Distributed Certification Authority Generation to Enhance Autonomous Key Management for Group Communications in MANETs

Distributed Certification Authority Generation to Enhance Autonomous Key Management for Group Communications in MANETs

Title : Distributed Certification Authority Generation to Enhance Autonomous Key Management for Group Communications in MANETs
Authors :
Striki, Maria
Baras, John, S.
Conference : 24th Army Science Conference (ASC2004)
Date: November 29 - December 02, 2004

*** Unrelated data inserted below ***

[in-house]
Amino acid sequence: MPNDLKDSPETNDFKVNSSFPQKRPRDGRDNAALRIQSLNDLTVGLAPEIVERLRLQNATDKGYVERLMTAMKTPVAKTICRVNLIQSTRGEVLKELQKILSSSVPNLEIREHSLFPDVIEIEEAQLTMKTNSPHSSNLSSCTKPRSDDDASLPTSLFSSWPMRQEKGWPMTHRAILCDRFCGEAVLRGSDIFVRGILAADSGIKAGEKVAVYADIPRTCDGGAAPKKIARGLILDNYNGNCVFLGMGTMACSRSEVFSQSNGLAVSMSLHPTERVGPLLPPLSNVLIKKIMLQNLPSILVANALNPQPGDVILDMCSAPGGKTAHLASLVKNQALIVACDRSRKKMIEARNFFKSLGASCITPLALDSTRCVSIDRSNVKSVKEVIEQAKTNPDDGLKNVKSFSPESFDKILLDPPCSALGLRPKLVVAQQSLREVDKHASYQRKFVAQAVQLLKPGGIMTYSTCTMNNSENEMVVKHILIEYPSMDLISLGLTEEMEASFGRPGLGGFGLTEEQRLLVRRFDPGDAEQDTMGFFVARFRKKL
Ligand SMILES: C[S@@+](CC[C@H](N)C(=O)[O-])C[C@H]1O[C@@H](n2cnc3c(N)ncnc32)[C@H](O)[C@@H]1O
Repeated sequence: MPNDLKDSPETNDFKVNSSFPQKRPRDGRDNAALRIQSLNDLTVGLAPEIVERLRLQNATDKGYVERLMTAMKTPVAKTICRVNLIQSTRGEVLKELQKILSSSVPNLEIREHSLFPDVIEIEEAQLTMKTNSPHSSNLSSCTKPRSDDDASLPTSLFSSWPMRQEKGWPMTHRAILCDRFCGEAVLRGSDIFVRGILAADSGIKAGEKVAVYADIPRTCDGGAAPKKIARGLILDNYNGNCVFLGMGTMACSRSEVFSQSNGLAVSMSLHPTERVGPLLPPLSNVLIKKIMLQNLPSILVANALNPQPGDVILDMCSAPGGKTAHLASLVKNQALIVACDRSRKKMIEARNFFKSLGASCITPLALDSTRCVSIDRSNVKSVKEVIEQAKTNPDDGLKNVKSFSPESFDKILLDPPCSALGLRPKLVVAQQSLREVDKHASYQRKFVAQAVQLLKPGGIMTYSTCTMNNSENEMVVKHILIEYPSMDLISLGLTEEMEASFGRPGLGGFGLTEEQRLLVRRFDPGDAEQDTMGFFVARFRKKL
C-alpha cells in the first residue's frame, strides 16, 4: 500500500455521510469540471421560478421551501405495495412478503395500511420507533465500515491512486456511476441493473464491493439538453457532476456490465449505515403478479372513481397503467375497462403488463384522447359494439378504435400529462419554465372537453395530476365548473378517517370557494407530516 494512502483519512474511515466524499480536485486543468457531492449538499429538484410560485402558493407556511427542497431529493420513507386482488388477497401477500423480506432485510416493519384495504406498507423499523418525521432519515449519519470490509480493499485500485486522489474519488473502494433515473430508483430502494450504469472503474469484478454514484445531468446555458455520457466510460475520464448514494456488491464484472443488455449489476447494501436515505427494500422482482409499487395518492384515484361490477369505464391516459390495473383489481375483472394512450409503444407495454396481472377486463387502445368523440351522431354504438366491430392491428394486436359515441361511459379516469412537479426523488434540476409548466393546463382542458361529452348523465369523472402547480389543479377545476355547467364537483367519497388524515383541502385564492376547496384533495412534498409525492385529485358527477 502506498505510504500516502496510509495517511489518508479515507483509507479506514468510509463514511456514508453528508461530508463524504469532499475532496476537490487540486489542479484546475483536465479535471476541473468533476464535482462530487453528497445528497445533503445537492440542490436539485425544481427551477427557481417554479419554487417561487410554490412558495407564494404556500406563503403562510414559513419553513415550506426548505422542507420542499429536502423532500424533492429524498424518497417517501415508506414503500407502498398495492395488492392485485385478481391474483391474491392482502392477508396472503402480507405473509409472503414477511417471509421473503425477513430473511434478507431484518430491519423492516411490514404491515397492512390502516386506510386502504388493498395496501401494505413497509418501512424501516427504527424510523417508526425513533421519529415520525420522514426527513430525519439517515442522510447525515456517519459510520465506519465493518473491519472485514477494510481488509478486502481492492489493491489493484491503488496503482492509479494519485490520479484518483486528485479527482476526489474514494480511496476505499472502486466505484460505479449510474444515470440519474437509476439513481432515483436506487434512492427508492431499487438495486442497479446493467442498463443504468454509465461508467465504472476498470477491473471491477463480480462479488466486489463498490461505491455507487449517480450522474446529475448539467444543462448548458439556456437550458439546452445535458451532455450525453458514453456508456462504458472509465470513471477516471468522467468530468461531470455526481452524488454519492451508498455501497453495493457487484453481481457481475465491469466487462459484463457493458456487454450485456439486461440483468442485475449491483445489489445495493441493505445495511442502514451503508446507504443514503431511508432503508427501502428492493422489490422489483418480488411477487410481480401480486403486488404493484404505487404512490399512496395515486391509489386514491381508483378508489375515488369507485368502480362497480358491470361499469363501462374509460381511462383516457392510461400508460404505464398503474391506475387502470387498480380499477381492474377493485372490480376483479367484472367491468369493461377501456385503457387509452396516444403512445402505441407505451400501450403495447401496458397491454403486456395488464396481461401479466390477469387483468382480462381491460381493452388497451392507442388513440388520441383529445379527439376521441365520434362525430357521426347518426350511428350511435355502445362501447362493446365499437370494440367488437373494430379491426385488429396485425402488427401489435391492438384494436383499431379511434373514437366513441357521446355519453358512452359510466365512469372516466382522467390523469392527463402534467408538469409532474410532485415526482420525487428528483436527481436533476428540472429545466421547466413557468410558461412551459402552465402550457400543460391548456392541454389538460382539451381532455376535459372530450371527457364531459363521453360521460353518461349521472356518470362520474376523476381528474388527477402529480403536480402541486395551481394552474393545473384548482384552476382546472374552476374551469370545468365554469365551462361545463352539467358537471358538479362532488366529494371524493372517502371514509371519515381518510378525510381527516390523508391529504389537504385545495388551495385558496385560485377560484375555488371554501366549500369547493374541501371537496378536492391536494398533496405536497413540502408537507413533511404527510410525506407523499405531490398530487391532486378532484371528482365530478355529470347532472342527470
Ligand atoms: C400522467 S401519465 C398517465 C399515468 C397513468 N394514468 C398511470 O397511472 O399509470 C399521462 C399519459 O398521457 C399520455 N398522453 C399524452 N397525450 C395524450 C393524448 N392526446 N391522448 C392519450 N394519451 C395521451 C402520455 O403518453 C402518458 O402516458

A MANET is a collection of wireless mobile nodes dynamically forming a temporary network, without the use of fixed infrastructure or centralized entities, and this is exactly the environment envisioned for military operations by the Objective Force. Military command and control rely on secure (multicast) communications, and thus key management (KM) schemes that ensure secure communications under MANET constraints are required. However, without fixed infrastructure, e.g. trusted third parties (TTPs), Certification Authorities (CAs), the design of KM becomes particularly difficult, since its most fundamental service – entity authentication, privileges update/revocation – rely on these entities to establish trust among nodes, terminate or renew participation to secure operations in a pre-agreed, global manner. Without this guarantee, all subsequent KM operations make no sense. So, it is of paramount importance to provide a secure authentication service that detects misbehavior and defends against dishonest users in the network. Thus, the challenge lies in dynamically generating mechanisms that provide individual nodes and KM groups with functionalities similar to those of the original CAs of fixed infrastructure, under MANET constraints. In this work, we develop distributed, scalable, robust and efficient mechanisms for dynamically generating CAs in MANETs, by distributing the tasks of a CA among legitimate members of existing (preferably hierarchical) KM groups. We will show how the features of our scheme render it superior in performance and resilience and how properties of KM groups are exploited to avoid impractical heavy bandwidth-delay solutions of other proposals in the literature.

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